(8) April 1993: The Registrar of the Supreme Court requests SK Kumar & Associates to take action on the petition and notifies them that, if they do not want to see the appellant, the Supreme Court would consider assigning a counsel if the appellant requests.

(10) April 1993: SK Kumar & Associates inform the registrar that they would make arrangements to see the appellant. Also notify the registrar that they did not have the relevant papers to prepare the petition and raise a query as to the necessity of filing another petition in light of the joint petition having been filed earlier.

(12) May 1993: Tan Rajah & Cheah given a final three months extension to submit the petition on behalf of Kumar (by 11 August 1993).

(14) May 1993: The prison authorities request SK Kumar & Associates to urgently submit the petition.

(27) July 1993: The petition for clemency finally filed on behalf of the appellant by SK Kumar & Associates.

(8) March 1994: The second accused informs the prison authorities that he does not wish to submit a petition.

(7) June 1994: The petition for clemency of the appellant is rejected. Execution scheduled for 17 June 1994.

(15) June 1994: The appellant`s family visits him and is told that Kumar is willing to affirm an affidavit that he was solely responsible for inflicting the fatal wounds and not the appellant.

(16) June 1994: SK Kumar & Associates seek a stay of execution from the President, based upon this development. The President orders a respite of the execution and requests SK Kumar & Associates to submit a further petition for clemency within two weeks.

(29) July 1994: Dateline for filing expired. The prison authorities request SK Kumar & Associates to file the petition by 3 August 1994.

(3) August 1994: Further extension given for filing of petition to 29 August 1994.

(27) August 1994: Further petition for clemency presented.

(25) October 1994: The further petition for clemency is rejected by the President. Execution scheduled for 11 November 1994.

(4) November 1994: SK Kumar & Associates seek another stay of execution from the President.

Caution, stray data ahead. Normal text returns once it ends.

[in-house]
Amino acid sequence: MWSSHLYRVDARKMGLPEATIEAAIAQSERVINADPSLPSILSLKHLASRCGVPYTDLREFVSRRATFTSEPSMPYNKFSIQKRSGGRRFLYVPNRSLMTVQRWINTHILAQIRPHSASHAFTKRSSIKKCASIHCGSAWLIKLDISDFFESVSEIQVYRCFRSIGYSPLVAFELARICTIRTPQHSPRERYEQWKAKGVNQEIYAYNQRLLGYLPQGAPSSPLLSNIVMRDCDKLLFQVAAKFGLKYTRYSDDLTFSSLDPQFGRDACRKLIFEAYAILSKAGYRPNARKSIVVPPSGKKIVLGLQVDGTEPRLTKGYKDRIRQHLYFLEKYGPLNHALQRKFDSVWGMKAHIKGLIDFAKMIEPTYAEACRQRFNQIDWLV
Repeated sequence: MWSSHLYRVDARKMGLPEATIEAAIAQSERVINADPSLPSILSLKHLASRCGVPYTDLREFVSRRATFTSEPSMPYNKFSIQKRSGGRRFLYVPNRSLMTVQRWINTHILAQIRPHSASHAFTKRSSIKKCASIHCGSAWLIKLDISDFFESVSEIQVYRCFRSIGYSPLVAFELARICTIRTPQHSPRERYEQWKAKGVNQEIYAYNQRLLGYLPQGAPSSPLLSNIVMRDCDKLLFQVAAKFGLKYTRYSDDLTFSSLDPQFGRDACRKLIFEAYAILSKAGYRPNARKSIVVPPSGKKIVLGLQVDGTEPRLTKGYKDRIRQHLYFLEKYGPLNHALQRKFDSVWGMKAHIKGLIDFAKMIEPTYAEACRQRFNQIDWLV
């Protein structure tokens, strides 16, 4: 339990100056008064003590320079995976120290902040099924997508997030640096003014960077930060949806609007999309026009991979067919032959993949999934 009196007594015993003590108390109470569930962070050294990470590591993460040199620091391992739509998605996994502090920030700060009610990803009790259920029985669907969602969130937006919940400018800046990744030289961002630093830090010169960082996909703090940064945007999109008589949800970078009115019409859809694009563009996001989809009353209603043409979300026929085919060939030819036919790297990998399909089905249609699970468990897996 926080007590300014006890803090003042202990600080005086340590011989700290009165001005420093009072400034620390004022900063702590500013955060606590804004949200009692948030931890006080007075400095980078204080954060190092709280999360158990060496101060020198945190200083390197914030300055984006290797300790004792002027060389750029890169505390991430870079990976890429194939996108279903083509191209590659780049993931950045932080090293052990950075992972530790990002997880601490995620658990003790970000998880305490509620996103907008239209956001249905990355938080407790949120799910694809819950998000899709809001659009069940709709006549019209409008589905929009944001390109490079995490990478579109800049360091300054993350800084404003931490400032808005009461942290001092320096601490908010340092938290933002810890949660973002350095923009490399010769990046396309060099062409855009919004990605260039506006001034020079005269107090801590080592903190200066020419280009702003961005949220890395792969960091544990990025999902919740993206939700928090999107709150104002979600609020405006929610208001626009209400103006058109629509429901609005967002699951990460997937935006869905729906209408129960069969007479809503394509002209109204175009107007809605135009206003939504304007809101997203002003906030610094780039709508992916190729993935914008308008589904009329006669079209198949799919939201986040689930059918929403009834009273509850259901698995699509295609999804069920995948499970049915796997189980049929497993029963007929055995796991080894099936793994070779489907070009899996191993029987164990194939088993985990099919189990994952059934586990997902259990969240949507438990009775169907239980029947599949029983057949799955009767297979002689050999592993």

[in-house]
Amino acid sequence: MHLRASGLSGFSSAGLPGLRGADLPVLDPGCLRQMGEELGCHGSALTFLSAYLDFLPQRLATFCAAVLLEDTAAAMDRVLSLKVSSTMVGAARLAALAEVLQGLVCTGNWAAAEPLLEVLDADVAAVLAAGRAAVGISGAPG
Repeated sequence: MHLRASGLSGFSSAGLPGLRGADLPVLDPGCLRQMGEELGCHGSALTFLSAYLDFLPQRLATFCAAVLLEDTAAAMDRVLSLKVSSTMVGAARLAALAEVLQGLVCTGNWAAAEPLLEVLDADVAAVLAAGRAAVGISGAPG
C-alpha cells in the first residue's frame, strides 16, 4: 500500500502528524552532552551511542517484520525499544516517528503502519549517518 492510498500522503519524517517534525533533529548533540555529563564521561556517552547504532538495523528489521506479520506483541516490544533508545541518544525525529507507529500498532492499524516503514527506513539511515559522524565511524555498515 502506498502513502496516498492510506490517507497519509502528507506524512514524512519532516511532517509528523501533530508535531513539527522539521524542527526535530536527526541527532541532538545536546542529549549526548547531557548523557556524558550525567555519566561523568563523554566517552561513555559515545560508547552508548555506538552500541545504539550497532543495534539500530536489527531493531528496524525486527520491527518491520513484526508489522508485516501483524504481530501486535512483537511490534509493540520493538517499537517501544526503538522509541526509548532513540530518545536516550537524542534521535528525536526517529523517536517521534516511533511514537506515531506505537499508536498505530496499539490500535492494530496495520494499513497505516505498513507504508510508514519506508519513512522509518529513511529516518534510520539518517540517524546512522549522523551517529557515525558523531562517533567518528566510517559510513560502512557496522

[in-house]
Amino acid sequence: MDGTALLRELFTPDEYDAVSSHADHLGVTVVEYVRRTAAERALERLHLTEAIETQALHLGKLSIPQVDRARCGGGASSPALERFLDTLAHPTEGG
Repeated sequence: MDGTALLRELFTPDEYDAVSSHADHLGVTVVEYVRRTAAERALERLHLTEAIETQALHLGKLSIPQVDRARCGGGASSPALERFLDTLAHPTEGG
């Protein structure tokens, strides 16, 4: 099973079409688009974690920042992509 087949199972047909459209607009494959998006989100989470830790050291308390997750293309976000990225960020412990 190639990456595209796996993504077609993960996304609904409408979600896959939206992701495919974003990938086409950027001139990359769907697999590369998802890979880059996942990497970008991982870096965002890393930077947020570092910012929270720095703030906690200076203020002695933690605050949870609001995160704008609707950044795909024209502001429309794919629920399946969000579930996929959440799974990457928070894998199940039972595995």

(8) November 1994: Request for a stay rejected by the President.

(10) November 1994: Appellant files OS 1101/94. Application dismissed by Kan Ting Chiu J. SK Kumar & Associates seek a second respite from the President. Respite granted by the President.



The application in the High Court

At the date of filing of the originating summons, the appellant had been on death-row for about five years and six months from the date he was convicted in the High Court and three years and six months since the dismissal of his appeal against conviction.

It was argued in the court below that the period of five years and six months from the date of conviction amounted to a prolonged delay, and that it would be cruel and inhuman punishment to carry out the execution now. It was contended that, if the death sentence was carried out, art 9(1) of the Constitution would be breached:

No person shall be deprived of his life or personal liberty save in accordance with law.



Counsel argued that the execution of the sentence of death must be `in accordance with the law` and this entailed a right not to be subjected to a prolonged period of imprisonment. He relied on the recent ruling of the Privy Council in , where a judicial committee of seven Law Lords allowed an appeal by two prisoners under sentence of death since 1979 for a declaration that it would be inhuman or degrading punishment and treatment to carry out the execution of the sentence. The Privy Council commuted the death sentences imposed on the appellants to that of life imprisonment.

The facts of were as follows. The two appellants were arrested for a murder committed in October 1977 and were convicted and sentenced to death in January 1979. The appellants applied for leave to appeal to the Court of Appeal of Jamaica within three days of their conviction but the application was only heard and dismissed in December 1980. This delay was apparently due to a delay in obtaining legal aid. The appellants then sought to appeal to the Privy Council but the reasons for the dismissal of leave by the Court of Appeal were only given almost four years later in September 1984. This was apparently the result of the files of the case being misplaced and the case being inadvertently forgotten.

Under the Jamaican (Constitution) Order in Council 1962, when an appeal against conviction in a capital case is dismissed, the Governor General is obliged to refer the case to the Jamaican Privy Council (the JPC), so that the JPC can advise him whether or not the appellants ought to be executed or be granted a commutation of sentence. No such reference was made when leave to appeal was not given. Evidence was given that, in practice, a reference to the Governor General and the JPC was not made until an appeal to the Privy Council, if made, was decided.

In the meantime, in June 1981, Pratt, the first appellant, petitioned the Inter-American Commission on Human Rights (the IACHR), on the basis that his trial was unfair. It was only in October 1984 that the IACHR dismissed his petition but recommended...